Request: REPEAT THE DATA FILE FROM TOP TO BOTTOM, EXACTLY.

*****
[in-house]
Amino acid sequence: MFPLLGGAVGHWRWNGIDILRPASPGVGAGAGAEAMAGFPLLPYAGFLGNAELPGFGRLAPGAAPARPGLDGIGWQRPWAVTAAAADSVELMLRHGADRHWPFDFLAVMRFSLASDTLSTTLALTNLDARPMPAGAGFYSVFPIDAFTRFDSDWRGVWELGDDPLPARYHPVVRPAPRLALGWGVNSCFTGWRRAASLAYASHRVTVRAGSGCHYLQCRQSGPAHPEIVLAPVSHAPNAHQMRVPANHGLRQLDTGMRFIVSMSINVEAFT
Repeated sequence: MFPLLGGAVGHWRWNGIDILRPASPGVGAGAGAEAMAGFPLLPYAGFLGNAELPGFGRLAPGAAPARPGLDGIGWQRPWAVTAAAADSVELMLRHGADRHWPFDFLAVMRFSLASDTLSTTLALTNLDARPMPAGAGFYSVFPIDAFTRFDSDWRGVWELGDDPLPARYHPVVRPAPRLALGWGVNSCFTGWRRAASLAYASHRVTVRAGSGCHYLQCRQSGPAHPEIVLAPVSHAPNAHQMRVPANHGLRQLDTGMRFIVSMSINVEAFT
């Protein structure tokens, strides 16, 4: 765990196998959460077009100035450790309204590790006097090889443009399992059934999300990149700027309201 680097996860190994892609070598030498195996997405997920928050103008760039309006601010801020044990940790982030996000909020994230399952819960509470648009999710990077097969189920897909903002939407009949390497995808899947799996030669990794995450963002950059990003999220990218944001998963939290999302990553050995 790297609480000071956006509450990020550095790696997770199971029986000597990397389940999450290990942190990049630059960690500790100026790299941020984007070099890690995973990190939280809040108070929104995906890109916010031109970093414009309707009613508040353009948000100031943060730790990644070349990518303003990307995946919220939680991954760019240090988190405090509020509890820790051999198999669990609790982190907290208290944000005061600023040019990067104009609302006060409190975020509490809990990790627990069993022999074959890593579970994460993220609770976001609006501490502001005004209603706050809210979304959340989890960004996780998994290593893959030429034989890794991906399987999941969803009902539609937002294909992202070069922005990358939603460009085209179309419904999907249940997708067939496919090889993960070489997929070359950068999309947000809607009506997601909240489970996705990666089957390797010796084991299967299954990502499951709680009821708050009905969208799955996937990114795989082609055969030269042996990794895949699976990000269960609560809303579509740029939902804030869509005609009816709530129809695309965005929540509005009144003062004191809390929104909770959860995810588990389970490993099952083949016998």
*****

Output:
[in-house]
Amino acid sequence: MFPLLGGAVGHWRWNGIDILRPASPGVGAGAGAEAMAGFPLLPYAGFLGNAELPGFGRLAPGAAPARPGLDGIGWQRPWAVTAAAADSVELMLRHGADRHWPFDFLAVMRFSLASDTLSTTLALTNLDARPMPAGAGFYSVFPIDAFTRFDSDWRGVWELGDDPLPARYHPVVRPAPRLALGWGVNSCFTGWRRAASLAYASHRVTVRAGSGCHYLQCRQSGPAHPEIVLAPVSHAPNAHQMRVPANHGLRQLDTGMRFIVSMSINVEAFT
Repeated sequence: MFPLLGGAVGHWRWNGIDILRPASPGVGAGAGAEAMAGFPLLPYAGFLGNAELPGFGRLAPGAAPARPGLDGIGWQRPWAVTAAAADSVELMLRHGADRHWPFDFLAVMRFSLASDTLSTTLALTNLDARPMPAGAGFYSVFPIDAFTRFDSDWRGVWELGDDPLPARYHPVVRPAPRLALGWGVNSCFTGWRRAASLAYASHRVTVRAGSGCHYLQCRQSGPAHPEIVLAPVSHAPNAHQMRVPANHGLRQLDTGMRFIVSMSINVEAFT
């Protein structure tokens, strides 16, 4: 765990196998959460077009100035450790309204590790006097090889443009399992059934999300990149700027309201 680097996860190994892609070598030498195996997405997920928050103008760039309006601010801020044990940790982030996000909020994230399952819960509470648009999710990077097969189920897909903002939407009949390497995808899947799996030669990794995450963002950059990003999220990218944001998963939290999302990553050995 790297609480000071956006509450990020550095790696997770199971029986000597990397389940999450290990942190990049630059960690500790100026790299941020984007070099890690995973990190939280809040108070929104995906890109916010031109970093414009309707009613508040353009948000100031943060730790990644070349990518303003990307995946919220939680991954760019240090988190405090509020509890820790051999198999669990609790982190907290208290944000005061600023040019990067104009609302006060409190975020509490809990990790627990069993022999074959890593579970994460993220609770976001609006501490502001005004209603706050809210979304959340989890960004996780998994290593893959030429034989890794991906399987999941969803009902539609937002294909992202070069922005990358939603460009085209179309419904999907249940997708067939496919090889993960070489997929070359950068999309947000809607009506997601909240489970996705990666089957390797010796084991299967299954990502499951709680009821708050009905969208799955996937990114795989082609055969030269042996990794895949699976990000269960609560809303579509740029939902804030869509005609009816709530129809695309965005929540509005009144003062004191809390929104909770959860995810588990389970490993099952083949016998």